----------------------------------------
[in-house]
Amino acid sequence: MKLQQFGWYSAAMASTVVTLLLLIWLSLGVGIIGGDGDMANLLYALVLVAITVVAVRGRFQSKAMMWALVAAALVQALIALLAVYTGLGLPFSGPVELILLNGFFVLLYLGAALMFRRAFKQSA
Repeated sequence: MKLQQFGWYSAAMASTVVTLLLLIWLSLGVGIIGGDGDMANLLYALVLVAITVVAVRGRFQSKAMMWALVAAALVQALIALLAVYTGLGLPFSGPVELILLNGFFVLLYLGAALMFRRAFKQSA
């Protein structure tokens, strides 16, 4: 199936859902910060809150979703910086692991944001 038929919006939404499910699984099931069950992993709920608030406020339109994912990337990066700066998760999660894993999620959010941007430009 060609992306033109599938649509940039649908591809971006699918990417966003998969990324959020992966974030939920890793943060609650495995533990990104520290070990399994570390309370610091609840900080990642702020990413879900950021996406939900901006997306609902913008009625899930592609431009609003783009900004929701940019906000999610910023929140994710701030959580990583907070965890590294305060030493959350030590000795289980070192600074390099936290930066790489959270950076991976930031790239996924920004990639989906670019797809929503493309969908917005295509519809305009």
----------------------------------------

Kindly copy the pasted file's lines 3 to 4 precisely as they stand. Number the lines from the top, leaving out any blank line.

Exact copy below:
Repeated sequence: MKLQQFGWYSAAMASTVVTLLLLIWLSLGVGIIGGDGDMANLLYALVLVAITVVAVRGRFQSKAMMWALVAAALVQALIALLAVYTGLGLPFSGPVELILLNGFFVLLYLGAALMFRRAFKQSA
């Protein structure tokens, strides 16, 4: 199936859902910060809150979703910086692991944001 038929919006939404499910699984099931069950992993709920608030406020339109994912990337990066700066998760999660894993999620959010941007430009 060609992306033109599938649509940039649908591809971006699918990417966003998969990324959020992966974030939920890793943060609650495995533990990104520290070990399994570390309370610091609840900080990642702020990413879900950021996406939900901006997306609902913008009625899930592609431009609003783009900004929701940019906000999610910023929140994710701030959580990583907070965890590294305060030493959350030590000795289980070192600074390099936290930066790489959270950076991976930031790239996924920004990639989906670019797809929503493309969908917005295509519809305009």